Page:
National Bank (NA)
NA’s results were ahead of expectations, with EPS of $1.48 vs. Analyst estimates of $1.40. Stronger than expected wholesale revenues accounted for most of the upside, with results from most other divisions coming in relatively in-line.
Retail revenue growth remained weak, with growth of only 2% versus 8-9% for the major leaders in retail. National Bank also maintained its dividend at current levels, while analysts expected a moderate increase based on the company’s target payout ratio.
The bank did not quantify the financial impact of purchasing the third-party Asset Backed Commercial Paper (ABCP), stating that there is not sufficient information to value the underlying assets and the proposed restructuring deal could materially affect the value of ABCPs.
Canadian analysts looking for dividend growth continue to favor Canadian life insurance companies and most other banks over National Bank due to its slower expected retail earnings growth, uncertainty related to the ABCP challenges and greater reliance on the wholesale markets for total income.
CIBC reported EPS of $2.34, beating the analysts estimate of $1.90 and consensus of $1.93. The upside was primarily driven by merchant banking gains, which added $0.23 to EPS. Retail banking trends were encouraging, with domestic revenue growth of 4% and market share gains for both mortgages and deposits.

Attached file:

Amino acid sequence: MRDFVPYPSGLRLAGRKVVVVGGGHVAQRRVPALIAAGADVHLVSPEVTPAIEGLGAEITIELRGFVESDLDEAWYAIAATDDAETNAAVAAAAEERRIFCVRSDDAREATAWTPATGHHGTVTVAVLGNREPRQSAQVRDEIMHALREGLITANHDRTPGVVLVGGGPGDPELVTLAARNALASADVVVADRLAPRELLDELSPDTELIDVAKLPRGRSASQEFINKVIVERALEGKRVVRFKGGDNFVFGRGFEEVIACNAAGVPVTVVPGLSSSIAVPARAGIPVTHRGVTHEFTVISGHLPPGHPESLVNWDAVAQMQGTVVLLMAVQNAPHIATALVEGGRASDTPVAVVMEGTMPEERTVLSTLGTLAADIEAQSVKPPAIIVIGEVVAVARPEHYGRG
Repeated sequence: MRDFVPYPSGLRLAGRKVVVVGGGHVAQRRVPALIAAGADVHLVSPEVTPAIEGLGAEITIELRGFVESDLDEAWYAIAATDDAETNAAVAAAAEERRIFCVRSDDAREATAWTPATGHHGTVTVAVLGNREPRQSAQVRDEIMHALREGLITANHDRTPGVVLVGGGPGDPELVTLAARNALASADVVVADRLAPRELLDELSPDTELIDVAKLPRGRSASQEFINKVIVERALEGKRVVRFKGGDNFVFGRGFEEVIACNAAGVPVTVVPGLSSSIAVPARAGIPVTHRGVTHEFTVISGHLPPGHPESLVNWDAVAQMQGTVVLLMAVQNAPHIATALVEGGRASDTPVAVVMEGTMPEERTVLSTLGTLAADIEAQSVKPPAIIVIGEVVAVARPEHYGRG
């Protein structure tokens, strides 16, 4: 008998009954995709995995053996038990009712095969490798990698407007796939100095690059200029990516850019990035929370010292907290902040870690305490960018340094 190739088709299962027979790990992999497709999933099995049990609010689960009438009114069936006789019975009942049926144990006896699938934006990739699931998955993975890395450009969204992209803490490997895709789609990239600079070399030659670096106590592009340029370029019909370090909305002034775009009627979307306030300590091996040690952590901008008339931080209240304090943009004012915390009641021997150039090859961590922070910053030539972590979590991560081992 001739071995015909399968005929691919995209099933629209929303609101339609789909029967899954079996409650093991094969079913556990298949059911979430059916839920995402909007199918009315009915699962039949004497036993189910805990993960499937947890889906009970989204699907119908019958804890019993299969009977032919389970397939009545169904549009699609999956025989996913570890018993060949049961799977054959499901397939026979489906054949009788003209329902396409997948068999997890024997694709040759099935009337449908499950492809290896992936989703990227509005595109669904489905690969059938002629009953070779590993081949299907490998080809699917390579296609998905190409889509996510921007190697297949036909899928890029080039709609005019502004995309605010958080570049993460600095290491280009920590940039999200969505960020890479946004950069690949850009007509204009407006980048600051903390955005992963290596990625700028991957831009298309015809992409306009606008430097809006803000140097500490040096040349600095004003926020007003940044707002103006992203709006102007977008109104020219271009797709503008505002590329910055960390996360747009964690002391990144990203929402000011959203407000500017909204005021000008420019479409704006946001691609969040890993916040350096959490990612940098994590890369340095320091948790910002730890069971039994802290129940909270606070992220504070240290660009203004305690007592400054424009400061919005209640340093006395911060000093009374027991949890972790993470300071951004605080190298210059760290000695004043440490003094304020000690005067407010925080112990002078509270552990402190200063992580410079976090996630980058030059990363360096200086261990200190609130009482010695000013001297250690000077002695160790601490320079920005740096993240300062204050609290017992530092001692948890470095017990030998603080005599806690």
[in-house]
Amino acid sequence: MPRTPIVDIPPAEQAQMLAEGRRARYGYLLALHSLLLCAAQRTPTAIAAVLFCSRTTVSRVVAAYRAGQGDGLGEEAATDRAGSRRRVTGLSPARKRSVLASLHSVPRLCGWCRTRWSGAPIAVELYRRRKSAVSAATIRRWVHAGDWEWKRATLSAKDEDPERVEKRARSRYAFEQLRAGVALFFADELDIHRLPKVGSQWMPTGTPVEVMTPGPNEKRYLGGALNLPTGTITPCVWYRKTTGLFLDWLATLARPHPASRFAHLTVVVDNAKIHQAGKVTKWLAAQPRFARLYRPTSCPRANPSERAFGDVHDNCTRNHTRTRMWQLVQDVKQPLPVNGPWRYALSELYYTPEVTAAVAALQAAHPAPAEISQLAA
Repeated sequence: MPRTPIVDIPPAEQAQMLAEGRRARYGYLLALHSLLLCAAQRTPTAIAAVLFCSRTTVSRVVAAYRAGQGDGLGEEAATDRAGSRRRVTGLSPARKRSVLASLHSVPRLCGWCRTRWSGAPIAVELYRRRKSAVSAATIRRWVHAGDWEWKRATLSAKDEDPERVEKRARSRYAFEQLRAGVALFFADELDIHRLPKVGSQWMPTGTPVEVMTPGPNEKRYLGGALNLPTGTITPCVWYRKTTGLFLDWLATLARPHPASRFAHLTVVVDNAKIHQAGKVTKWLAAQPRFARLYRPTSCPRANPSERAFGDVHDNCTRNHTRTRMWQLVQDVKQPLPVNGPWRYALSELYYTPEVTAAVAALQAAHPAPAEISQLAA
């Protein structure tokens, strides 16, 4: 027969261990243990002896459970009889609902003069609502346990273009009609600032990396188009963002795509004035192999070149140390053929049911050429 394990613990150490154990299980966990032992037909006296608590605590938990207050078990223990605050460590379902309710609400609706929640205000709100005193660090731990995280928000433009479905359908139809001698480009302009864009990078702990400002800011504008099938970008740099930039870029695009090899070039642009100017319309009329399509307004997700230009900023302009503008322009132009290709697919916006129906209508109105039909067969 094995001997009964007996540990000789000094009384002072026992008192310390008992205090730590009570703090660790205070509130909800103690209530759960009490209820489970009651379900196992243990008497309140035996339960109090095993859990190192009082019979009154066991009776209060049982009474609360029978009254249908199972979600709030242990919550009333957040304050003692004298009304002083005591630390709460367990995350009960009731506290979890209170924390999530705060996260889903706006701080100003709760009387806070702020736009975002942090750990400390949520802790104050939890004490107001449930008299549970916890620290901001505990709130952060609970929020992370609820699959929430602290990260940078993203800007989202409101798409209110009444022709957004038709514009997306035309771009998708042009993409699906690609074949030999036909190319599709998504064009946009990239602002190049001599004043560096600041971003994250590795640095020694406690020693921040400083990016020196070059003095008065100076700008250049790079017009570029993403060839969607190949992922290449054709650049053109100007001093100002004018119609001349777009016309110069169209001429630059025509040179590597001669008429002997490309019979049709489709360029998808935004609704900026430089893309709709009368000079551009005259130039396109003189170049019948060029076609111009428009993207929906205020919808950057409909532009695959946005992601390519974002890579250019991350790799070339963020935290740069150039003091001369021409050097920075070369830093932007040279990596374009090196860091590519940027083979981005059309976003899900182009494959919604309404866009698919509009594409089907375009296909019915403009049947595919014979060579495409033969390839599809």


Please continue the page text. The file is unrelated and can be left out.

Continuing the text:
CIBC also increased its dividend by $0.10 to $0.87 per share, slightly less than the analysts expectation of $0.13.
The bank also disclosed approximately $90 million in further CDO and RMBS markdowns in August, which Analysts estimate should pressure earnings in Q4 by approximately $0.18.
Most Canadian analysts believe that CIBC gives investors the potential for further material increases in dividends, lower exposure to wholesale income and deteriorating business credit quality, tight expense management, and a current 0.5x P/E multiple discount against the industry average.
Here at Dividend Money, we believe that material increases in dividend rate are critical to our strategy of growing passive income by investing in companies that are dedicated to passing tangible benefits back to the investor and continuously creating additional shareholder value.
Therefore, we see CIBC (CM) as a potential candidate for a dividend growth portfolio.
Disclosure: The author owns shares of both stocks mentioned